Those panel saws are very expensive and take up a lot of room.  Aren't they built mostly for plywood sheets?  Probably not for acm panels because it would make the edges susceptible to nicks and dings which would be difficult to remove or correct.   My little 3 1/2"x 2 1/2" panels wouldn't stand a chance in such a device, you think?  But I see what your getting at with the inverted angle.  Despite all the drawbacks, If one really wanted an inverted angle, it might be easier to cut with a compound miter saw.  You would have to directly mount it in the floating frame to protect the edges while painting though.   
  • What happens if you use a grinding wheel to cut the panel or smooth the edge? Anyone tried a cutoff disc? Demel?
  • Summer

    The trick is to make a dozen panels @3.5x2.5 at one time with an electric panel saw rigged up with adjustable aluminium guide rails and clamps. A jigsaw or router will work as well, but slower. There are lots of simple setups on YouTube. These videos use thicker sheet metal. ACP much easier to cut.
    Adapt the method in principle.






    Denis





    WishiwaspaintingSummer
  • BOB73

    Cutoff wheels glaze over, heat up quickly and explosively self destruct on aluminium. If you don’t own a full face mask the risk is an eye loss or facial laceration.

    Denis
    BOB73
  • Is it the foam core that makes them glaze. I was thinking of a wiz-disc abrasive wheel for cutting metal and concrete. The harder the material the better they work but I have no idea what happens with compound like foam core or cardboard. Absolutely correct about the dangers of cutting discs, goggle AND face shields required. Brand new wheels explode more readily than ones that have seen a lot of use. I think it is a common manufacturing defect. Also, they don't like to cut curves... user defect.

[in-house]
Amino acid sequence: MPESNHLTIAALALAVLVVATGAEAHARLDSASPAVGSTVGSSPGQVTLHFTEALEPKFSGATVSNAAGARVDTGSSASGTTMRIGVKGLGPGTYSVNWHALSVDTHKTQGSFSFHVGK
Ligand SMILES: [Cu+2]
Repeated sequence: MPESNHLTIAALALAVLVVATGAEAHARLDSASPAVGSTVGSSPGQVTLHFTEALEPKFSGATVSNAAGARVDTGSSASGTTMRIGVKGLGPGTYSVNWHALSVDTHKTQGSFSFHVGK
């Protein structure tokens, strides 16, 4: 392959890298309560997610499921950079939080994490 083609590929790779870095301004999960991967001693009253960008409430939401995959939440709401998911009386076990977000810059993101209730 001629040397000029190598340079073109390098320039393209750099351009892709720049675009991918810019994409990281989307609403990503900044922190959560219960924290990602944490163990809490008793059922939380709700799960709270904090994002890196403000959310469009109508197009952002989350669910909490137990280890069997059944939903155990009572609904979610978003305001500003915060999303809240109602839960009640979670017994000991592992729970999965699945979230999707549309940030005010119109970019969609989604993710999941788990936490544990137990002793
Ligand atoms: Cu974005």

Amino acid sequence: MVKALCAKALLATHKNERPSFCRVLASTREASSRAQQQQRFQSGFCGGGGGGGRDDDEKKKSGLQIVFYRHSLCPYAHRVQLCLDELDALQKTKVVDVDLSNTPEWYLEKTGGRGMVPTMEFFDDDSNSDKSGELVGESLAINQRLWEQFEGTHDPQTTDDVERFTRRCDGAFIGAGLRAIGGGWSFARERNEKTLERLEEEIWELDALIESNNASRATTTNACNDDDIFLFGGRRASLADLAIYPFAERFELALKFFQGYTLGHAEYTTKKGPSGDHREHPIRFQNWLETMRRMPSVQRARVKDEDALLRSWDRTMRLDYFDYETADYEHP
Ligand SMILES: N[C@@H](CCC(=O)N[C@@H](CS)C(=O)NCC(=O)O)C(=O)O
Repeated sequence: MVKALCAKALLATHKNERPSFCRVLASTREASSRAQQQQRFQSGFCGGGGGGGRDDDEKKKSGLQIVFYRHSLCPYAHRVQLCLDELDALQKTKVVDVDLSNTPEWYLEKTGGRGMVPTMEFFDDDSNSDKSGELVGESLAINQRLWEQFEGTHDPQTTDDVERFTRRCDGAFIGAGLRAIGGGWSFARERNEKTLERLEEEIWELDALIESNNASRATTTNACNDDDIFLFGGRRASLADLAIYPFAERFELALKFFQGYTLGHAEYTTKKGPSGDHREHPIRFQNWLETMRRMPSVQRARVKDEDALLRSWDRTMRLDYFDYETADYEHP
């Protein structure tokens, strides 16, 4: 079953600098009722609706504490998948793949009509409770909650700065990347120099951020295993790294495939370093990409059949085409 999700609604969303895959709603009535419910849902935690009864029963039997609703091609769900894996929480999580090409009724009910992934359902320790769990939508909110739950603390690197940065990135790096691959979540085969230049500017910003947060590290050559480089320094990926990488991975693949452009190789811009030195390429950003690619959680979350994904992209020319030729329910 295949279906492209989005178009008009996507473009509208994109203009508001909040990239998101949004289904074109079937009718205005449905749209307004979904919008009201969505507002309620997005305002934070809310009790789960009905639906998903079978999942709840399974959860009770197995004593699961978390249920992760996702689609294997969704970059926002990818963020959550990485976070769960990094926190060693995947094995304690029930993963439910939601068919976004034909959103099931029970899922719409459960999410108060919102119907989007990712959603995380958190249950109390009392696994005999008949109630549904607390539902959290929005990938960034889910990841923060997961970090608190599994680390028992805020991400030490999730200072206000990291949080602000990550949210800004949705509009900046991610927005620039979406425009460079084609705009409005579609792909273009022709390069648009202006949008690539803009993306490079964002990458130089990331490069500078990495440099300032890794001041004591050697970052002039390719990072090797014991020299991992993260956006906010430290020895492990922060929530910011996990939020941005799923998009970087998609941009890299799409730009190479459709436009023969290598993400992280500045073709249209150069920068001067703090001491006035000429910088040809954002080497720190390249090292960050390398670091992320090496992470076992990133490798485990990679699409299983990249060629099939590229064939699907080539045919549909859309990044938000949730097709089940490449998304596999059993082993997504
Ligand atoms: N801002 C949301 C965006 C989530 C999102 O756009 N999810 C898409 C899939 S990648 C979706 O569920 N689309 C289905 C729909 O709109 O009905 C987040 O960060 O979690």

• As far as I have read cutting an ACM panel with a knife is much safer and leaves a cleaner cut/edge than with a saw.
  • When I cut ACM with a knife, with no bending, I tend to get slivers of metal because the knife blade sometimes wanders out of the groove of the previous cut, if only by a fraction of a mm.

    When I cut twice and snap, it mostly comes out clean, but can sometimes leave a jagged edge or raised metal on the reverse, from the bend.

    When I use a saw with a finishing (high tooth count) blade, the results are more consistent, but sometimes jagged.

    The panels I get from the supplier are cut by some magic device that leaves the cut edges cleaner than the natural edge.  There's a better way out there, but I don't know what it is.
    edavison
  • PaulB said:
    When I cut ACM with a knife, with no bending, I tend to get slivers of metal because the knife blade sometimes wanders out of the groove of the previous cut, if only by a fraction of a mm.

    When I cut twice and snap, it mostly comes out clean, but can sometimes leave a jagged edge or raised metal on the reverse, from the bend.

    When I use a saw with a finishing (high tooth count) blade, the results are more consistent, but sometimes jagged.

    The panels I get from the supplier are cut by some magic device that leaves the cut edges cleaner than the natural edge.  There's a better way out there, but I don't know what it is.
    Are you sure they haven't sanded the edges?
  • Richard_P said:
    Are you sure they haven't sanded the edges?
    Perhaps, but the edges don't look abraded.
  • PaullB

    Aluminium and polyethylene are hot formed die extrusion sheets rolled and later combined with wheel cut edges and guillotined into 4x12 sheets as Dibond.